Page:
Bron-Yr-Aur is probably my favorite Led Zeppelin acoustic song. Written by Jimmy Page about a tranquil cottage in the Welsh countryside, the song is meditative and bucolic; it always puts me in a different place whenever I hear it or play it. This version was recorded on my Taylor K22ce.
Recorded with a Taylor K22ce (solid koa grand concert with Elixir Nanoweb 80/20 Bronze HD gauge set) and a Telefunken M60 microphone.
This video is meant to explore some of the different EQ and effects settings on the Fishman Loudbox Artist. This is meant to serve as a sound demo for what the Loudbox sounds like with a steel string guitar (a Rosewood/Spruce Taylor with the ES1 system). I close miked the amp to get a truer representation of the echo / reverb effects, but you get an even more open sound when you hear it from across the room. (Also note, close-miking results in a slightly more bass heavy sound due to the proximity effect. I rolled off some of the lows slightly to compensate some.) Overall, the EQ and effects on this amp are well tuned to acoustic guitar, and the overall feature set is practical and useful.
Recorded with a Taylor 412ce LTD (Rosewood/Spruce, Gotoh 510 tuners, strings are Elixir Nanoweb Phosphor Bronze HD gauge set) into a Fishman Loudbox Artist amp miked with a Sennheiser e906 dynamic microphone.
While a lot of people use more common open tunings like Open D and Open G, this C6 tuning (C-A-C-G-C-E) is most often associated with Jimmy Page. Page used the tuning on the Led Zeppelin songs “Friends” (Led Zeppelin III), “Bron-Yr-Aur” (Physical Graffiti), and “Poor Tom” (Coda). It sounds great on acoustic guitar, providing you with lots of drones in the key of C. (The tuning may not easily work on electric, depending on your set-up.) I find the tuning tends to work well where you’re mostly on the I chord and vi chord, with a little IV and V chords thrown in. While I’m sure someone somewhere will figure out Giant Steps in the tuning, I try to play to the tuning’s natural strengths and focus on chords that are easy to play and make use of the open strings. I hope you enjoy using this tuning. You may also want to check out my covers of Bruce Springsteen’s “I’m on Fire” and Page / Zeppelin’s “Bron-Yr-Aur,” links below.
Bron-Yr-Aur is probably my favorite Led Zeppelin acoustic song. Written about a tranquil cottage in the Welsh countryside, the song is meditative and bucolic; it always puts me in a different place whenever I hear it or play it. This is a relatively straight forward read on the song… The original version is a bit shorter, but I usually take a few extra passes through. Hope you enjoy.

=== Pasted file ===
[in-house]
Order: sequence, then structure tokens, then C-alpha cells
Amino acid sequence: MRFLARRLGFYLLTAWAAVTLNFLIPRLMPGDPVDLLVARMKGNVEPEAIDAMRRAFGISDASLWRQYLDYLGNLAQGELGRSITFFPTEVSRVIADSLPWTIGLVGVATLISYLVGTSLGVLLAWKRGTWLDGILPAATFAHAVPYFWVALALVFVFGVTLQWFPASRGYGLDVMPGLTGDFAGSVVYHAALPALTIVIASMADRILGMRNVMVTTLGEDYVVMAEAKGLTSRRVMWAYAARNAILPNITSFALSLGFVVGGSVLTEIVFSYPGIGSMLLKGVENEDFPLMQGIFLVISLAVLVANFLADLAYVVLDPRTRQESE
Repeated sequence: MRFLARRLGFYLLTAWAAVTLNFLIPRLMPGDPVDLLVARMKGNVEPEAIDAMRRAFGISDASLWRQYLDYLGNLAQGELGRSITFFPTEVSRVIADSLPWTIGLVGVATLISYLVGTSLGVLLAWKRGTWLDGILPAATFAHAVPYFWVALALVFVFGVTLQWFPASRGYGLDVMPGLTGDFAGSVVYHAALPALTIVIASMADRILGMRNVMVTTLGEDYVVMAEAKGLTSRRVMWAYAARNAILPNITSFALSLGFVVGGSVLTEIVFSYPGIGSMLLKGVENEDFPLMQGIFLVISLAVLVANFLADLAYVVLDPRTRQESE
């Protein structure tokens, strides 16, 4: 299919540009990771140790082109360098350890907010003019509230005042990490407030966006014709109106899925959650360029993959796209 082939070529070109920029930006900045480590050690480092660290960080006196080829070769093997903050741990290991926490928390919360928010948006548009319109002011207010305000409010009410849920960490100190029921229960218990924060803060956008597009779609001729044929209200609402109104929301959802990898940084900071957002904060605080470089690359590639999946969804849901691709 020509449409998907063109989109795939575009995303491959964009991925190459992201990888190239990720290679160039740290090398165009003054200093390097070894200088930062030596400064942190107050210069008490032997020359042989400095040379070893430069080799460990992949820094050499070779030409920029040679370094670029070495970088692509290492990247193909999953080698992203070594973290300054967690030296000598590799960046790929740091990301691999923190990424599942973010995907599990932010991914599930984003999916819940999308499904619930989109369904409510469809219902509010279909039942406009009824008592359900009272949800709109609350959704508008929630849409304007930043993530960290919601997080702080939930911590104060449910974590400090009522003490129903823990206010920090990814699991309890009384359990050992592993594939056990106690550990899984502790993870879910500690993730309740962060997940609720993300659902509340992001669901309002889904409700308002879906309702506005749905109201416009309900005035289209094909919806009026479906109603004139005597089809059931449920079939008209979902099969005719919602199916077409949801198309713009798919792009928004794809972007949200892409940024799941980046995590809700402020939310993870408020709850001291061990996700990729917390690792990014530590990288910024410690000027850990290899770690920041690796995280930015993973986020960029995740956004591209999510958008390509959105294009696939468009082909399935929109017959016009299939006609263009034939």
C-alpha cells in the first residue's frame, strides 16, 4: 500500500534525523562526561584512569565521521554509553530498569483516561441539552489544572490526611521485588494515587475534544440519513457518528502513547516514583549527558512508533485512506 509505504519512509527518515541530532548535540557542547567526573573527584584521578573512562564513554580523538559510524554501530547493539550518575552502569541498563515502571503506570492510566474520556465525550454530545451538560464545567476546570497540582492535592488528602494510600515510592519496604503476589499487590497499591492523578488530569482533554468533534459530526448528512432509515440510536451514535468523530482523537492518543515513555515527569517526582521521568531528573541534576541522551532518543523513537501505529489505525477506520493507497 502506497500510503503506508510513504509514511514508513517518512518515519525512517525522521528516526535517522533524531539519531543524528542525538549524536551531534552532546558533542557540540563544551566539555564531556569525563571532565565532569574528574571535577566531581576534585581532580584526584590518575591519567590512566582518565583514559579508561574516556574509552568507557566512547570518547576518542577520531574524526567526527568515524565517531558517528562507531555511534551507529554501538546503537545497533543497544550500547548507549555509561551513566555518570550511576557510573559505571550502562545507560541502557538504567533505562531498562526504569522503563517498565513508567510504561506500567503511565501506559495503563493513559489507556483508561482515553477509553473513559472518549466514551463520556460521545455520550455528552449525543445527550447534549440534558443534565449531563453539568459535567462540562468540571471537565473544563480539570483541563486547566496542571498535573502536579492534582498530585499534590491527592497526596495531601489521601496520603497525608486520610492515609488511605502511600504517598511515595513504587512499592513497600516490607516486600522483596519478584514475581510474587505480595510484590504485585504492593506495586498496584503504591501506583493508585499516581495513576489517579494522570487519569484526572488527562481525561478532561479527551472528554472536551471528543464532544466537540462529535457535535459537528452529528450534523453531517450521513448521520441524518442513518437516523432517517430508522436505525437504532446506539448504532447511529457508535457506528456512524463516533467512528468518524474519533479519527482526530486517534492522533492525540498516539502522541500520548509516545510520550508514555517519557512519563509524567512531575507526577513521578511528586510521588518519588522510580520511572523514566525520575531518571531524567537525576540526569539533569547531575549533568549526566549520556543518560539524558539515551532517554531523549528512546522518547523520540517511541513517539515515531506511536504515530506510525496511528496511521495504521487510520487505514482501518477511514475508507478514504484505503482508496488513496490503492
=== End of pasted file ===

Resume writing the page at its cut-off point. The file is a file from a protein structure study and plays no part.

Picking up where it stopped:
Recorded with a Taylor 412ce LTD (Rosewood/Spruce, with Elixir Nanoweb Phosphor Bronze HD gauge set) and a Neumann TLM 102 microphone.
Today’s tip involves selling off your unused gear. This video is not so much on how to do that, but is really about convincing you that it’s a good idea. Proceeds from selling unused gear can be used to buy more useful gear, including a better instrument that you might play more often. Also consider you often have to clean, service, restring, and otherwise maintain gear you’re not using to keep it in good condition, so you save money and time by not having to do that. In general, having less ‘stuff’ also gives you more mental real estate and time to spend with family & friends, playing music, etc.
People often hold on to things for perceived sentimental value or because they think the item is ‘rare,’ but this is often not truly the case. Also bear in mind that you can always buy whatever you sell (or a similar item) back on eBay if you decide you need it several years down the road. Really, this is not so much about using the proceeds to buy more gear as it is about having things that you’ll use or in some cases trading up to a better instrument. You can always do other things with the money as well.
Places to sell your gear (in addition to your local music store):
Here is that John Paul Jones interview I mentioned:
The part about having only one bass in Led Zeppelin is at about the 3 minute mark, but the whole interview is worth a listen. (Note – this is a sponsored interview for Elixir and the back half involves him gushing over the strings. I use Elixir too, though, so I’m not knocking it.)